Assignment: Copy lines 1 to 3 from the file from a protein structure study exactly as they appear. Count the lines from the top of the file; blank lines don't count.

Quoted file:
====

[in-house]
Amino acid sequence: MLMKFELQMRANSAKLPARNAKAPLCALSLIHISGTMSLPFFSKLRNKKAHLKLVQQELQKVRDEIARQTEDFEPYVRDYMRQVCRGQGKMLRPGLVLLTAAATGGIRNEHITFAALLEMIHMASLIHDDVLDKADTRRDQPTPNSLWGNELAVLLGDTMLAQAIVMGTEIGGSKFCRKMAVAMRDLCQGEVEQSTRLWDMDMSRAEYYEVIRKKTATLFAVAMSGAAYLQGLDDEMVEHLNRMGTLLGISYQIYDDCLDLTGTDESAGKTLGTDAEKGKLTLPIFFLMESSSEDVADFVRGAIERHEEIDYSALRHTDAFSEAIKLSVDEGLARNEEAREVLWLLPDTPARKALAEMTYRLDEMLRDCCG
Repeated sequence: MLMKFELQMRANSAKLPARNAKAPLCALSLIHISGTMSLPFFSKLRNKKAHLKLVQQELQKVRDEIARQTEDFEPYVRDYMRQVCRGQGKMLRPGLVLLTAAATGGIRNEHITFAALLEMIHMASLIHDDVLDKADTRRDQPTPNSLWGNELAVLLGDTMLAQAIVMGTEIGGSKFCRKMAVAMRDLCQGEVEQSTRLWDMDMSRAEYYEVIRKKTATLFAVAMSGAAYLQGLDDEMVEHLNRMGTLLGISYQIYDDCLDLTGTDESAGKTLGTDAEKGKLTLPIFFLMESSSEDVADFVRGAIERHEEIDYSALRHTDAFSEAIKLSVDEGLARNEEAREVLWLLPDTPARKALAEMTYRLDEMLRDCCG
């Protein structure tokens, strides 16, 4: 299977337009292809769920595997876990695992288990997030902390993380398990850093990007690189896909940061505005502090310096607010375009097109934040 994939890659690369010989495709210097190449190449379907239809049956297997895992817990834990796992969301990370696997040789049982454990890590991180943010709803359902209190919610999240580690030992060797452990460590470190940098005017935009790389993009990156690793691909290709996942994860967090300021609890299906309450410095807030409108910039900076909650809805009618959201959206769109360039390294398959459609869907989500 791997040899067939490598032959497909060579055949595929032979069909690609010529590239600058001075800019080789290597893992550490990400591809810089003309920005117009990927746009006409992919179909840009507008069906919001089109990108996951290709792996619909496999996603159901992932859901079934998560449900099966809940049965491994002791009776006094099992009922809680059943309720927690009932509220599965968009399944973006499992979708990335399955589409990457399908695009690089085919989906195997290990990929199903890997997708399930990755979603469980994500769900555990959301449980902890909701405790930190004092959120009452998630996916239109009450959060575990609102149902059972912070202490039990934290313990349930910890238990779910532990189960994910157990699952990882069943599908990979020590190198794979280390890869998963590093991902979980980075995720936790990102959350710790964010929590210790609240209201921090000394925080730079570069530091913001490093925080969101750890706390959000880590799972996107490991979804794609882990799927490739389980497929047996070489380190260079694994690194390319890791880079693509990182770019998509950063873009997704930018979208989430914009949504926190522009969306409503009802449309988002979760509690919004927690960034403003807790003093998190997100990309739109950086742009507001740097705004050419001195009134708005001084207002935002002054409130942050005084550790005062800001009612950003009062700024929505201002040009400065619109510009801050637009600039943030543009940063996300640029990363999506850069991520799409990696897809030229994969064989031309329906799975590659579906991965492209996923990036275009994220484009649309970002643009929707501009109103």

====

[in-house]
Amino acid sequence: MLMKFELQMRANSAKLPARNAKAPLCALSLIHISGTMSLPFFSKLRNKKAHLKLVQQELQKVRDEIARQTEDFEPYVRDYMRQVCRGQGKMLRPGLVLLTAAATGGIRNEHITFAALLEMIHMASLIHDDVLDKADTRRDQPTPNSLWGNELAVLLGDTMLAQAIVMGTEIGGSKFCRKMAVAMRDLCQGEVEQSTRLWDMDMSRAEYYEVIRKKTATLFAVAMSGAAYLQGLDDEMVEHLNRMGTLLGISYQIYDDCLDLTGTDESAGKTLGTDAEKGKLTLPIFFLMESSSEDVADFVRGAIERHEEIDYSALRHTDAFSEAIKLSVDEGLARNEEAREVLWLLPDTPARKALAEMTYRLDEMLRDCCG
Repeated sequence: MLMKFELQMRANSAKLPARNAKAPLCALSLIHISGTMSLPFFSKLRNKKAHLKLVQQELQKVRDEIARQTEDFEPYVRDYMRQVCRGQGKMLRPGLVLLTAAATGGIRNEHITFAALLEMIHMASLIHDDVLDKADTRRDQPTPNSLWGNELAVLLGDTMLAQAIVMGTEIGGSKFCRKMAVAMRDLCQGEVEQSTRLWDMDMSRAEYYEVIRKKTATLFAVAMSGAAYLQGLDDEMVEHLNRMGTLLGISYQIYDDCLDLTGTDESAGKTLGTDAEKGKLTLPIFFLMESSSEDVADFVRGAIERHEEIDYSALRHTDAFSEAIKLSVDEGLARNEEAREVLWLLPDTPARKALAEMTYRLDEMLRDCCG